What kind of toilet do you need when you don’t live on land? We ask that question every day, because we work with communities living on lakes, flood plains and high in remote mountains. Living in the places where standard sanitation systems don’t work.
If we are to achieve SDG6 then we have to develop and market innovative sanitation technology that works for the millions of people who live in challenging environments. But in addition to technology, EWB Australia also supports governments to develop best practice policies and standards so appropriate sanitation is accessible and well managed.
Over the past year in Vanuatu EWB Field Professional Matt King has supported sanitation enterprise teams in Port Vila with new technical skills for installation and maintenance in peri-urban areas. But it is his work with Nelly Ham, at the Ministry of Environmental Health that will have far reaching benefits across this nation of 85 Pacific islands. “People are used to the bush toilet, the pit latrine, and when you build new toilets you really need to explain the maintenance part, the building part. We want to have standards for improved, sealed and composting toilets. EWB bring the knowledge, the technicalities, and the transformation of knowledge for making one proper way of doing things.” explains Nelly, who runs Vanuatu’s Environmental Health Unit.
Working with Nelly, Matt adapted best practice sanitation approaches into a set of codes, specifications, and processes covering all types of toilets and imported fittings, developing Vanuatu’s first set of sanitation standards. To bring these into law so that they can be enforced, amendments to the public health act will also be required, something Stephanie Hamel, EWB WASH Program Manager in Vanuatu, will now guide.
“We will not only have the standards, we also have to make the amendments to the Public Health Act on sanitation,” explains Nelly “You have so many types of fittings, some are good some are not, and sometimes they don’t last. So for any pipes, any fittings, any sanitary devices that come in to the country they must be one standard. So in the amendment it says that the Director of Public Health must have a registry of all the devices that come in – something that we don’t have now.”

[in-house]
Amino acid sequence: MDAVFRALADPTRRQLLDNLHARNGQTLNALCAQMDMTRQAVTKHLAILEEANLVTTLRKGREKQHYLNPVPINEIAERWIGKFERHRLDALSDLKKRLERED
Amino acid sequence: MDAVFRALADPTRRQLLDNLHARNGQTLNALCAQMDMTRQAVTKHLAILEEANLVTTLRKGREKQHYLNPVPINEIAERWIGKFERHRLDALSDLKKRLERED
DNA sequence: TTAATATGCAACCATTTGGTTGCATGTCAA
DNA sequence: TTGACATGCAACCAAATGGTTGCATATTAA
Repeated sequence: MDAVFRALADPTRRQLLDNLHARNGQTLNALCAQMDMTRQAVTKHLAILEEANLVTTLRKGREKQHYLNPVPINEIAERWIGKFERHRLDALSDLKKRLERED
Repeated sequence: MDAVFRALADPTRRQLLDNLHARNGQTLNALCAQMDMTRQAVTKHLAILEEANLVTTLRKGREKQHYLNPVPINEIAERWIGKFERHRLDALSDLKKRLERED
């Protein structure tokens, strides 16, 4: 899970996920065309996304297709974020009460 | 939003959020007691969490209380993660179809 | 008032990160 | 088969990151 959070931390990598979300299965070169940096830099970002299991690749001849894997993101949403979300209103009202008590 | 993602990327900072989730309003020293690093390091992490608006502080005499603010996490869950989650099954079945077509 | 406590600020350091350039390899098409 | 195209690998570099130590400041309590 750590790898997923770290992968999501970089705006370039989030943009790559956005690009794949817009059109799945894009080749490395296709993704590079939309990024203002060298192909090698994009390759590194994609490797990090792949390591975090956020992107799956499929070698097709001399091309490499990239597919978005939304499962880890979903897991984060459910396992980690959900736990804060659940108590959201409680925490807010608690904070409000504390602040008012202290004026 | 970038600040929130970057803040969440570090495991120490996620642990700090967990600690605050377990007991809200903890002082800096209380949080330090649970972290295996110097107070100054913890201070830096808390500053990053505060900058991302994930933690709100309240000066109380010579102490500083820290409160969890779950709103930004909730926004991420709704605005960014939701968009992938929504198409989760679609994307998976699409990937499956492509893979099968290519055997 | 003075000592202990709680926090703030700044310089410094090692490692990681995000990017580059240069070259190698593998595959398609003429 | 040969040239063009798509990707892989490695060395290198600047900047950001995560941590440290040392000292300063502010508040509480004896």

Around 50% of Ni-van people have access to a toilet, but the market for sanitation products and systems is growing and the government is keen to support this demand. These regulations are crucial to ensure safe installation and effective governance, and will apply to manufacture, supply of parts and to sanitation enterprises. “It will mean that we can have control for anyone who wants to build toilets…and we want to encourage the enterprises, maybe climb up the sanitation ladder a little bit. We can enforce and then maybe things can become better.” She says.
“They have helped, they have really made a lot of difference,” says Nelly of the EWB team that has worked on these technical guidelines. “In five to ten years…my hope would be if we can reach all these people in the outer islands with one good toilet, and the knowledge of why they should have a toilet. For all to have an improved toilet – maybe 90%. That would be really nice.” She smiles “I would be a really happy woman.”
EWB Australia and EWB NZ are proud WASH partners in Vanuatu.